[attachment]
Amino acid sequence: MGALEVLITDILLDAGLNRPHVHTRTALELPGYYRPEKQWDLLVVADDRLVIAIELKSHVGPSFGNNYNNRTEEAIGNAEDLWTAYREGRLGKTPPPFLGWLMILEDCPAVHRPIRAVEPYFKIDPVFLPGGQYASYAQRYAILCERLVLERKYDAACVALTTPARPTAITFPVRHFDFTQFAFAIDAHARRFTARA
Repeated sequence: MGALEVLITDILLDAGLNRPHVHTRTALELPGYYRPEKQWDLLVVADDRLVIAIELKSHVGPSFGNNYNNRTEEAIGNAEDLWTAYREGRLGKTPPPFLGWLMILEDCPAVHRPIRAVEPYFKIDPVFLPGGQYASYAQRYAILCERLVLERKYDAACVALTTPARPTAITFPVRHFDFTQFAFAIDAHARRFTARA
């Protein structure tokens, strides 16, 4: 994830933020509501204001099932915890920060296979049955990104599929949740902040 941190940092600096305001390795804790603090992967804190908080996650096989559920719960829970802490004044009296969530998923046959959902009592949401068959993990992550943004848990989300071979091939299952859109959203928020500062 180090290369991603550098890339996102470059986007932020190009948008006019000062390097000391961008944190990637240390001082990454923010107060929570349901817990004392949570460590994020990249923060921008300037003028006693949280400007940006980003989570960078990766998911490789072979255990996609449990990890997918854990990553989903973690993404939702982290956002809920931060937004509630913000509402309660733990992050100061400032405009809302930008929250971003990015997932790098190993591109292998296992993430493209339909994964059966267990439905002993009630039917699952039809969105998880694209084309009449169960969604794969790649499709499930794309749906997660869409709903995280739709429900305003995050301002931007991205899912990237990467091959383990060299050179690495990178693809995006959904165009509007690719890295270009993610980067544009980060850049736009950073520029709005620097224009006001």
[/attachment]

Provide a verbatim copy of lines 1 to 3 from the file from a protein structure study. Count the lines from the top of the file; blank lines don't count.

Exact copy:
Amino acid sequence: MGALEVLITDILLDAGLNRPHVHTRTALELPGYYRPEKQWDLLVVADDRLVIAIELKSHVGPSFGNNYNNRTEEAIGNAEDLWTAYREGRLGKTPPPFLGWLMILEDCPAVHRPIRAVEPYFKIDPVFLPGGQYASYAQRYAILCERLVLERKYDAACVALTTPARPTAITFPVRHFDFTQFAFAIDAHARRFTARA
Repeated sequence: MGALEVLITDILLDAGLNRPHVHTRTALELPGYYRPEKQWDLLVVADDRLVIAIELKSHVGPSFGNNYNNRTEEAIGNAEDLWTAYREGRLGKTPPPFLGWLMILEDCPAVHRPIRAVEPYFKIDPVFLPGGQYASYAQRYAILCERLVLERKYDAACVALTTPARPTAITFPVRHFDFTQFAFAIDAHARRFTARA
């Protein structure tokens, strides 16, 4: 994830933020509501204001099932915890920060296979049955990104599929949740902040 941190940092600096305001390795804790603090992967804190908080996650096989559920719960829970802490004044009296969530998923046959959902009592949401068959993990992550943004848990989300071979091939299952859109959203928020500062 180090290369991603550098890339996102470059986007932020190009948008006019000062390097000391961008944190990637240390001082990454923010107060929570349901817990004392949570460590994020990249923060921008300037003028006693949280400007940006980003989570960078990766998911490789072979255990996609449990990890997918854990990553989903973690993404939702982290956002809920931060937004509630913000509402309660733990992050100061400032405009809302930008929250971003990015997932790098190993591109292998296992993430493209339909994964059966267990439905002993009630039917699952039809969105998880694209084309009449169960969604794969790649499709499930794309749906997660869409709903995280739709429900305003995050301002931007991205899912990237990467091959383990060299050179690495990178693809995006959904165009509007690719890295270009993610980067544009980060850049736009950073520029709005620097224009006001």